It’s worth mentioning that seat belts might still be the most important safety feature. According to a NHTSA study, even air bags are less effective than seat belts in saving lives.

Buckle up, and insist that your passengers do the same.

More: Should you get car insurance from Costco?

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4. Compare insurance companies

It never hurts to do a little research and shop around, as some companies are more teen-friendly than others and may be willing to provide a special car insurance discount. Erie Insurance, for example, offers a discount of up to 20% for drivers who are under the age of 21, unmarried, and live with their parents.

The best time to start browsing is before the learner’s permit is issued. Search online for rate comparisons on auto insurance for young drivers.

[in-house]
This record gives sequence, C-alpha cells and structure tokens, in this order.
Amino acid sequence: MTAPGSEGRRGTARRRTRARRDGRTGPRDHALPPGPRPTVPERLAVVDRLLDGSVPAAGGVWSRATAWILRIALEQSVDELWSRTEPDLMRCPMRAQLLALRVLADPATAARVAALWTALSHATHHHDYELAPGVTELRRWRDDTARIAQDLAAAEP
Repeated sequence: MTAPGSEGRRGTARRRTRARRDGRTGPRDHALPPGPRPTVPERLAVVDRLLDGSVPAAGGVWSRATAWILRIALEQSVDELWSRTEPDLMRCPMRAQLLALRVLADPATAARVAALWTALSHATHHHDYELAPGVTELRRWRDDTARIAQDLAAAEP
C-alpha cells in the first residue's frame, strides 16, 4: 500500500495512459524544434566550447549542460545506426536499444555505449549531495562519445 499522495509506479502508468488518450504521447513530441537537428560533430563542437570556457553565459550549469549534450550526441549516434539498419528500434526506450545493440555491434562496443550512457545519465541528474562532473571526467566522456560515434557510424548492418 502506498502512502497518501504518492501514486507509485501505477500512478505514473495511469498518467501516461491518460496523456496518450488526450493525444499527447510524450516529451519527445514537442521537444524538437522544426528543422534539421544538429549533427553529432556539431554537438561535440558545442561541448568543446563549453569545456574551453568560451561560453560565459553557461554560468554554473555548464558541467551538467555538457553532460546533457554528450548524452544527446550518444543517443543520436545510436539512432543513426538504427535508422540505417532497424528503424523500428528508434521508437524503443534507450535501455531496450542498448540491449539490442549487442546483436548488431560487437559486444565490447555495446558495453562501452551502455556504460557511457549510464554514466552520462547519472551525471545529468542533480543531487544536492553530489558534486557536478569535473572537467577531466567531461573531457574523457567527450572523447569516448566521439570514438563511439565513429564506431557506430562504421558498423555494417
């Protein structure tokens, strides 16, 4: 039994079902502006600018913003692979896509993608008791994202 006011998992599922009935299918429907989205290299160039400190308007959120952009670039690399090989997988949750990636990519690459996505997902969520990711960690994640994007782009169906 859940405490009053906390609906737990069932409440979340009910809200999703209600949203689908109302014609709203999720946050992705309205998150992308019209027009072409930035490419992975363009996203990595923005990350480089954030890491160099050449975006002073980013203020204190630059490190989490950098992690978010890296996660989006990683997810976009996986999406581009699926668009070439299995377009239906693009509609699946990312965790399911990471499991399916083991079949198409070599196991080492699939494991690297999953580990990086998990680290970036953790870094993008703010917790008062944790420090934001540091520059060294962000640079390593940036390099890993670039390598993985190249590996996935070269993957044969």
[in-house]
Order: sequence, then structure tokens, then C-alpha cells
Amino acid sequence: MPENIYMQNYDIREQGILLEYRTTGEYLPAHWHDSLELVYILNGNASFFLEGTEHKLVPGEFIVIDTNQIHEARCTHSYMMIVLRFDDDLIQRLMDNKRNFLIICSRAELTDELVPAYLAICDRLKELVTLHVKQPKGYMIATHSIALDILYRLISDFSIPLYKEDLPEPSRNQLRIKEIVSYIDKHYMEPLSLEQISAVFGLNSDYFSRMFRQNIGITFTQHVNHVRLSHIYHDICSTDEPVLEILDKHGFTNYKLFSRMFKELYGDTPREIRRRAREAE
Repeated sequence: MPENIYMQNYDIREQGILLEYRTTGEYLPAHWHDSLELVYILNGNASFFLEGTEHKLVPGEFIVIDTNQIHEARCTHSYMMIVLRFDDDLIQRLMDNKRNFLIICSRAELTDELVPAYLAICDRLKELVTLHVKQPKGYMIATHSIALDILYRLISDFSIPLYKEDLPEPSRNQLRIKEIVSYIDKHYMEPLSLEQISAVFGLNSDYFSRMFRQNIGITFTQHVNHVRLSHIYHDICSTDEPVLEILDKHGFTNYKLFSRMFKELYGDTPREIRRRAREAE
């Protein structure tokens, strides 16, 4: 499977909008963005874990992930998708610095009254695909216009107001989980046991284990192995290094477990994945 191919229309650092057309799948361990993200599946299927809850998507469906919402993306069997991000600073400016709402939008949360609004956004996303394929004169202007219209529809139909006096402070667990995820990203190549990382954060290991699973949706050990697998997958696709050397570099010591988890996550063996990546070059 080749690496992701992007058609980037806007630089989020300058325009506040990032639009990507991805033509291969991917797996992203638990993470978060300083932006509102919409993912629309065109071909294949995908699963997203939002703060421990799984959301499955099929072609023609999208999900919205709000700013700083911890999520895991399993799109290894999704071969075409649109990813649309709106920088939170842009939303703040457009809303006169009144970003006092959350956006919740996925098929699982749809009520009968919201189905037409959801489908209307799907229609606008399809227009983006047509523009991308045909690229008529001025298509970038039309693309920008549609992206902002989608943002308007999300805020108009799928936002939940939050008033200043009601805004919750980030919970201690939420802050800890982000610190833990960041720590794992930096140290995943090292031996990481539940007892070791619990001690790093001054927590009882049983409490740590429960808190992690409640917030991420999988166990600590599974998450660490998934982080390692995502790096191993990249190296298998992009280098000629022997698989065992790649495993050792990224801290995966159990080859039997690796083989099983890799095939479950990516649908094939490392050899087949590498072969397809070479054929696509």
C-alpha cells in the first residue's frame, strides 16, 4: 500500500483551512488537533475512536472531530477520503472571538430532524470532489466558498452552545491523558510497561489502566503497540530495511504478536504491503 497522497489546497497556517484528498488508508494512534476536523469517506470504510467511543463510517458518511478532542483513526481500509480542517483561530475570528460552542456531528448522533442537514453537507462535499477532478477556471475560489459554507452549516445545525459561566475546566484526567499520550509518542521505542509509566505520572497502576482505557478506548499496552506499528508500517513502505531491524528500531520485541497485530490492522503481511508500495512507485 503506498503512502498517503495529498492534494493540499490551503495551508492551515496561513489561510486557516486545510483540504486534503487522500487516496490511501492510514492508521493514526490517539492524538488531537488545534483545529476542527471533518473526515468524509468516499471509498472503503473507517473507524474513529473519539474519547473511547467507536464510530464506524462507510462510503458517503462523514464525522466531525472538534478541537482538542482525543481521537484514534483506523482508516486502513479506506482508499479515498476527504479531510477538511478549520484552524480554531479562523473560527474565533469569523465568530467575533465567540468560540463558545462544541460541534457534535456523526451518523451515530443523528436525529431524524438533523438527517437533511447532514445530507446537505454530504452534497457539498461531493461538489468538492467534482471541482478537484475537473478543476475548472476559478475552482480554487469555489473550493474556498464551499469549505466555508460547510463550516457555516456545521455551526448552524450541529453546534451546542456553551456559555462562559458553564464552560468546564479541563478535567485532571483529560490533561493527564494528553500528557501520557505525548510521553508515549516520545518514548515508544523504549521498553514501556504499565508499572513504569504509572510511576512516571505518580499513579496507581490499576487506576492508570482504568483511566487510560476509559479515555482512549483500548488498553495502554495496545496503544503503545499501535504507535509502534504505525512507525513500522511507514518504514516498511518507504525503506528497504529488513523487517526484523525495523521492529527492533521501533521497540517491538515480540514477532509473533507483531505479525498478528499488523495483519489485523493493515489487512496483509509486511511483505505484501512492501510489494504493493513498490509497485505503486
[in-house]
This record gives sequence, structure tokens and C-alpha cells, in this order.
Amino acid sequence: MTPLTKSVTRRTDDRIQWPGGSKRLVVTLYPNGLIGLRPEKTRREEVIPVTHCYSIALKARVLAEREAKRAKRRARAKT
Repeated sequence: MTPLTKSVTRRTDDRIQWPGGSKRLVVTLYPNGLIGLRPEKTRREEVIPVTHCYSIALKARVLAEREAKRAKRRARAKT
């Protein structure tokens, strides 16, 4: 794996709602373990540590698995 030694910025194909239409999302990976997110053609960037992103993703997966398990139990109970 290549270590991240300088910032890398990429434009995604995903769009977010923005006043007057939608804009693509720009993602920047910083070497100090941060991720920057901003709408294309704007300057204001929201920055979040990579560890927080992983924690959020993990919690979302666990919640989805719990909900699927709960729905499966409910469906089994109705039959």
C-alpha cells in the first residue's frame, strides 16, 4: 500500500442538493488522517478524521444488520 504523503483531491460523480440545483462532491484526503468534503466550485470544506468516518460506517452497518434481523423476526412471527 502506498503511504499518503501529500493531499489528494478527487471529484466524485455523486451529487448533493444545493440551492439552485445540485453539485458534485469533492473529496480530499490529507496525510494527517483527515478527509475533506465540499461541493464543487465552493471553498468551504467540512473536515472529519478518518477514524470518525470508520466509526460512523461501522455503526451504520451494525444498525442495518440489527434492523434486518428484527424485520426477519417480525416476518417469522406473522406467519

Local independent agents who work with several companies can also point shoppers in the right direction.

On the flip side, it's sometimes better for parents to stick with their current insurer. Providers are often willing to forgive minor accidents if they have a longtime relationship with the policyholder. Plus, a multivehicle discount can save more money than a cheaper rate.

5. Get a firm quote

When asking about rates for your teen, be as specific as possible about the vehicle you want to insure. Agents can toss out a ballpark figure based on the make, model and year, but the vehicle identification number, or VIN, locks in the rate.

The quoted rate will be inaccurate if dings on a kid's driving record are discovered. If there have been any accidents or tickets, be honest about it upfront.